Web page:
Teachers’ Memories of Schooling: The Sociocultural Injuries and the Mis-Education of Mexican Teachers in the Barrio

Lilliana P. Saldaña

Abstract


Relying on life history and memory as methodology, this essay unearths the memories of schooling of five Mexican American teachers at a dual-language school in San Antonio, locating their memories of trauma within the history of language oppression and cultural exclusion in U.S. public schools. In re(membering) their schooling experiences as working-class, Spanish-speaking, racialized students in San Antonio’s segregated Westside, teachers pointed to schools as the source of their miseducation and trauma and framed these experiences within a shared history of institutionalized language oppression and educational inequality. Historias, semi-structured life history interviews, and conocimiento—reflexive and dialogical focus groups—reveal that teachers’ memories of racialized cultural violence in schools are central to their personal and professional identity formation.As ethnic/ race teachers with embodied knowledge of racialized cultural violence, they transform the culture of schooling for Mexican origin students as they move within the dialectic of domination and empowerment in their everyday teaching practices.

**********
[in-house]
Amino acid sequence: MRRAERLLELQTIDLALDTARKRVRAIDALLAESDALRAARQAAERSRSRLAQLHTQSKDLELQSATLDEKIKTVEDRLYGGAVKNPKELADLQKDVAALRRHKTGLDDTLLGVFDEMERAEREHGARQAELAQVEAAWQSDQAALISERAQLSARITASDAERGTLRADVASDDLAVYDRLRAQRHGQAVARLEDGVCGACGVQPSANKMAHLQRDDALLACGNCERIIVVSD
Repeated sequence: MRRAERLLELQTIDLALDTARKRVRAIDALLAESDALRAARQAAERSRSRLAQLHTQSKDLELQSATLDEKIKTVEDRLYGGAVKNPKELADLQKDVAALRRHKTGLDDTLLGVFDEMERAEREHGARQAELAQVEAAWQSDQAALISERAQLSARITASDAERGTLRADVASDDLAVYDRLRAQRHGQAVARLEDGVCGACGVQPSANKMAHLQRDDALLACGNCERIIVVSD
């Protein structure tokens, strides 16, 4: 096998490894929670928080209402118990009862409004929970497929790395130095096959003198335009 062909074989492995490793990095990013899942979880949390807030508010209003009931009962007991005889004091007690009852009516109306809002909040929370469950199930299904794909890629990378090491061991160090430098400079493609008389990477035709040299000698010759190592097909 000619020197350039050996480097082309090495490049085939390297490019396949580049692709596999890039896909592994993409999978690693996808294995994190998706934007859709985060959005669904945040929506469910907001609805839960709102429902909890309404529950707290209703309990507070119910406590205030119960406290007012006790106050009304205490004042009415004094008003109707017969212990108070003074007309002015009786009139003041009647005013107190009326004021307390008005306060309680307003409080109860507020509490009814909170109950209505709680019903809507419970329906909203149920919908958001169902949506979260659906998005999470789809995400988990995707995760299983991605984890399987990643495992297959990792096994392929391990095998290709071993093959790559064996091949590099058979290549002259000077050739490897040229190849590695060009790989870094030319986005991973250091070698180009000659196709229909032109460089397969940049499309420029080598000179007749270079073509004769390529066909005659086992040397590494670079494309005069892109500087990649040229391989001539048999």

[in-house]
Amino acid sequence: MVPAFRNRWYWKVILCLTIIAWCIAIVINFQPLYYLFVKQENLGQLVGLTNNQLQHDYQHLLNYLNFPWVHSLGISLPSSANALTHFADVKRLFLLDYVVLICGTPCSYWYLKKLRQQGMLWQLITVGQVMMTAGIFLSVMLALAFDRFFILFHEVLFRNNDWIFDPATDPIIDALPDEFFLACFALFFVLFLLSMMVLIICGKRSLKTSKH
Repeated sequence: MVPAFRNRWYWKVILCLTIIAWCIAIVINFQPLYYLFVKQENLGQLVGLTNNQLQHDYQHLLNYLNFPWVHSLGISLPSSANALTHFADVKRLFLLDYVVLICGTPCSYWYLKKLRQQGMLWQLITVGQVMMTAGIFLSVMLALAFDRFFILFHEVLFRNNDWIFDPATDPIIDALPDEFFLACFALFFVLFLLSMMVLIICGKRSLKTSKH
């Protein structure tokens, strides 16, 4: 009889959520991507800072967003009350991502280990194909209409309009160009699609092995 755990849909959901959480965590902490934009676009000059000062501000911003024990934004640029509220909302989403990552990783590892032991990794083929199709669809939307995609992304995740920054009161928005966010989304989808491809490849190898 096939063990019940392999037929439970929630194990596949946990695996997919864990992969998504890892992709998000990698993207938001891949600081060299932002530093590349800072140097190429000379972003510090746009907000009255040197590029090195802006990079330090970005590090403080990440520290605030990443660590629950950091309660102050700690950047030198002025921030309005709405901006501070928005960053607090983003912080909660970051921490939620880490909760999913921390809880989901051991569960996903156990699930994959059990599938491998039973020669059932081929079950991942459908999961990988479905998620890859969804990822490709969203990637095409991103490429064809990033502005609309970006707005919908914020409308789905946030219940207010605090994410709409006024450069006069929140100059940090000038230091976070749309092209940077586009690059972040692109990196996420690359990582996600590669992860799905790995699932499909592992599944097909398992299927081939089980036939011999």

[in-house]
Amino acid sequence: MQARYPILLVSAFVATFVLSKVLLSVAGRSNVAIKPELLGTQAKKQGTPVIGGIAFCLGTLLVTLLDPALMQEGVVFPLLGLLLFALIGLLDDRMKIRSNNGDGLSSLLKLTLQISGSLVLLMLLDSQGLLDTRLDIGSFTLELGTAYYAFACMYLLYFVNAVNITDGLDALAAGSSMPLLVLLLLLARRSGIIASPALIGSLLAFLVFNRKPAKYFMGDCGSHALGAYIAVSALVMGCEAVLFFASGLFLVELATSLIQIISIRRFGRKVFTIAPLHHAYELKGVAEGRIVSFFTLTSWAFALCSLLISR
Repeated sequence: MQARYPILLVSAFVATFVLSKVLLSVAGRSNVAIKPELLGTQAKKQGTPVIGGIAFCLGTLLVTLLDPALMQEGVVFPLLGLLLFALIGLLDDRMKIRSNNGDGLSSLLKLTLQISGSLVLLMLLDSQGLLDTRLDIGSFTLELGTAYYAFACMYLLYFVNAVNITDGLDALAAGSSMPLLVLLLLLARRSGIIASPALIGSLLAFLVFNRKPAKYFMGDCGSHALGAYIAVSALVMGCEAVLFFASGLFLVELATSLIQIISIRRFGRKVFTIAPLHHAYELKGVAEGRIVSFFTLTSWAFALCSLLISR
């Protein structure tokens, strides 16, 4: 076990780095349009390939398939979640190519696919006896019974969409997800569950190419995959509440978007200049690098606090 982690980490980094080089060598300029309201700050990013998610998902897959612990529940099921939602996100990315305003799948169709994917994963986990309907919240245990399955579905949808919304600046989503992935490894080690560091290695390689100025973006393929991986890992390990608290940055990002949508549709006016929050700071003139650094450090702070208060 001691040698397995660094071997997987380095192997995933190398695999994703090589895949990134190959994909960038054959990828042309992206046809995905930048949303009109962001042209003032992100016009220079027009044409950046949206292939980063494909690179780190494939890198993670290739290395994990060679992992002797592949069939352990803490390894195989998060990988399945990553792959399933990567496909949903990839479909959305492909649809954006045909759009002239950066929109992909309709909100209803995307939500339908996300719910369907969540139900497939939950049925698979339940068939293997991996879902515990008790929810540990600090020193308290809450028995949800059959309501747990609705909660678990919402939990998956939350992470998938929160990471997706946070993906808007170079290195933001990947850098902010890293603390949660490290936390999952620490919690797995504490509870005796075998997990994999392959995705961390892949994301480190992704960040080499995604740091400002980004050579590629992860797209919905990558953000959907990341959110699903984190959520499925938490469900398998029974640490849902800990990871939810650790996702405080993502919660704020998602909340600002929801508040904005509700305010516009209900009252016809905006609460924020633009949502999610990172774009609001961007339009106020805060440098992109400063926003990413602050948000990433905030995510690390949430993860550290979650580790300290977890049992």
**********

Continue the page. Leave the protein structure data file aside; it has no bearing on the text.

Keywords


teachers; life story; memory

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